Trust announces first artists for residency
The McCahon House Trust has announced the two artists selected for the inaugural McCahon House Arts Residency.
Judy Millar and Andrew McLeod will be the first artists to live and work in the new, purpose built Pete Bossley designed house and studio on the site adjacent to the restored house which Colin McCahon lived in from 1953-60.
Judy Millar will take up the residency in December 2006. Millar is currently based in Europe where she recently exhibited at the Vienna Art Fair with great success, gaining attention from European collectors and curators. Now working in a studio in Berlin, Millar is busy painting new work to exhibit at Art Basel in June. Millar sees the McCahon residency as a chance to maintain her connection to New Zealand, its landscape and visual culture.
Andrew McLeod will begin his three month residency in March 2007. Based in Auckland, McLeod has been invited to exhibit at the Sao Paolo Biennale in October 2006. He will use the time at the McCahon residency to produce larger paintings than he is able to from his usual studio.
The McCahon House site was purchased by Waitakere City Council and gifted to the McCahon House Trust in 2004. Since that time the Trust has completed the restoration work on the 1930s cottage. The restored cottage will be open to the public from August 2006. The new residence and studio is also scheduled for completion in August.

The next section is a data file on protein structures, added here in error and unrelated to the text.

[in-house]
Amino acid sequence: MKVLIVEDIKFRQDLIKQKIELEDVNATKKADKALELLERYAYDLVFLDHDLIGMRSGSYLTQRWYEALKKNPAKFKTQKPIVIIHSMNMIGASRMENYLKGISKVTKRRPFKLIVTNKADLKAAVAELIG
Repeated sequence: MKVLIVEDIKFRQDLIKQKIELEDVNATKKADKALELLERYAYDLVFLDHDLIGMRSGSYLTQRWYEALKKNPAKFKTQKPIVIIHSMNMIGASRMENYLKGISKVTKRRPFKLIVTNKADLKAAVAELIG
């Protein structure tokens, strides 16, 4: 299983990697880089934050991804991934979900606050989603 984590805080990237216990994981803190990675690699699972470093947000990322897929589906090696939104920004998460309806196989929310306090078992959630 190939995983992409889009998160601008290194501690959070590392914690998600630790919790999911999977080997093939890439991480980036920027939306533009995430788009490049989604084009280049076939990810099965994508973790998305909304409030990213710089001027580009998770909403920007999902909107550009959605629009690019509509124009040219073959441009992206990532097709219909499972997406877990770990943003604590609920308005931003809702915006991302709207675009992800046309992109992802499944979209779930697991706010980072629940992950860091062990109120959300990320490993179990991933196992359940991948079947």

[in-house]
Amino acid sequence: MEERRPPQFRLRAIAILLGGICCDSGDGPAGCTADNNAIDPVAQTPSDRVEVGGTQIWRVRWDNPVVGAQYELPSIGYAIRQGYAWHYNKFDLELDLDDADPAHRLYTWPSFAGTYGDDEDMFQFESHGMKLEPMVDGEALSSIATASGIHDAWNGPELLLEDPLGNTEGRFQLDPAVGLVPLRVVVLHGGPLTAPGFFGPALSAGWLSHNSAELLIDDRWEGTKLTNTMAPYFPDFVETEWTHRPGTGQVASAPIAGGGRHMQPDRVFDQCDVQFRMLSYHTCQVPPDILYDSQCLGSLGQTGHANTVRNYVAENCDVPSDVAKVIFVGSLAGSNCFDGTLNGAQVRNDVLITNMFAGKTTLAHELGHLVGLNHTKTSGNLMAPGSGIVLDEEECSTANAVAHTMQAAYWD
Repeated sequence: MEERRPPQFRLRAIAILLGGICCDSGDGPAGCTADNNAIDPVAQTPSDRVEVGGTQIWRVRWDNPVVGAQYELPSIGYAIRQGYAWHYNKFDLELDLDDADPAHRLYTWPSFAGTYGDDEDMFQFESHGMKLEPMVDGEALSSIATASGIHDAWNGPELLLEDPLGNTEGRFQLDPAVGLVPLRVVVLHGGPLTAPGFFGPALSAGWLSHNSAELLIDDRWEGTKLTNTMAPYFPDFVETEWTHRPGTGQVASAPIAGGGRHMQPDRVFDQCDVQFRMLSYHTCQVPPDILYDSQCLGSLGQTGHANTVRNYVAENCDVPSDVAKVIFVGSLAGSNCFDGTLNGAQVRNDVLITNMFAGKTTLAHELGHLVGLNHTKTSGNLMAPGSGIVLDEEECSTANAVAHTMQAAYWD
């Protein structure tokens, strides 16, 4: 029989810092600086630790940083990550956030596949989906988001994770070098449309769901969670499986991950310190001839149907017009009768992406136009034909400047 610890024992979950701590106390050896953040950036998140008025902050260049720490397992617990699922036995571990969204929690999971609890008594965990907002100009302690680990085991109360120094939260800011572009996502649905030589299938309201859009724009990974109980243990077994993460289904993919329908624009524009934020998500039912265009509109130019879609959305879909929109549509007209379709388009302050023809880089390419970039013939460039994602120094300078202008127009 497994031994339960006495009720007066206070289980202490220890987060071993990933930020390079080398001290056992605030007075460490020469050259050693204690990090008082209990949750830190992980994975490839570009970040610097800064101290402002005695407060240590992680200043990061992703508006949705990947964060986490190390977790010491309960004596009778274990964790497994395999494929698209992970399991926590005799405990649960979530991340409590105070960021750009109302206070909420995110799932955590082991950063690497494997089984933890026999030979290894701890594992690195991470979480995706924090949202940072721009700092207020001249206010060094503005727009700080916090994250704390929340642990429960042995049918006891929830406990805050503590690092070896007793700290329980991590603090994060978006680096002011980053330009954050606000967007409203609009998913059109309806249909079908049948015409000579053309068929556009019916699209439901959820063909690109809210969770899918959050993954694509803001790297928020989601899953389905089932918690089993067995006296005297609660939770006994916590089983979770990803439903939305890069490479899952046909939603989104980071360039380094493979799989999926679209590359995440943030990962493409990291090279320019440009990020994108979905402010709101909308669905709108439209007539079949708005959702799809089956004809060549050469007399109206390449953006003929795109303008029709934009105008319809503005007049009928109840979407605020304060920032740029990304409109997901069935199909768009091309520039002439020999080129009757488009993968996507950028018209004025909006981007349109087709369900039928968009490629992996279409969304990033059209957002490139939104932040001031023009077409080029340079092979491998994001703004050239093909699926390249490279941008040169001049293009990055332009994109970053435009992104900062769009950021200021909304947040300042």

Colin McCahon was a great teacher even before he took a position at Elam School of Art and the Trust felt that an appropriate way of honouring him was to provide a residency from which other artists could benefit. The acquisition of land next door to the French Bay House meant that a studio and residence could be built so that the residents could experience the unique natural environment in which McCahon had worked, without impinging on the authenticity of the original dwelling. Residencies will be based on a three month term but from time to time may be awarded for a longer period. Outstanding and emerging mid career professional artists will be eligible.
To mark the completion of these projects the McCahon House Trust and Lopdell House Gallery, Waitakere City’s Regional Art Gallery, will mount a special McCahon exhibition. Colin McCahon: The Titirangi Years 1953-1959 will show at Lopdell House from 24 August to 8 October 2006. The Titirangi years are rightly regarded as the watershed of his career.
Curated by Peter Simpson of The University of Auckland (curator of two previous McCahon exhibitions and author of Answering Hark: McCahon/Caselberg: Painter/Poet, 2001) the exhibition will feature important works from each of McCahon’s major series in the period 1953-59, including Towards Auckland, Kauri, French Bay, Titirangi, and the Elias series. The centrepiece of the exhibition will be The Wake (1958), McCahon’s largest painting, a huge 16-panel work which will be presented, as the artist intended, as an installation occupying four walls of a specially designated room.
The McCahon House Trust, whose patron is the Prime Minister, Helen Clark, has received significant support from the Waitakere City Council who gifted the house and land (including the adjacent site for the new building) to the Trust. Other major support has come from the SKYCITY Auckland Community Trust, the ASB Trusts and Portage Licensing Trust.
The McCahon House Trust is currently raising funds for an Endowment Fund. Further details are available on the Trust’s website www.mccahon.org.nz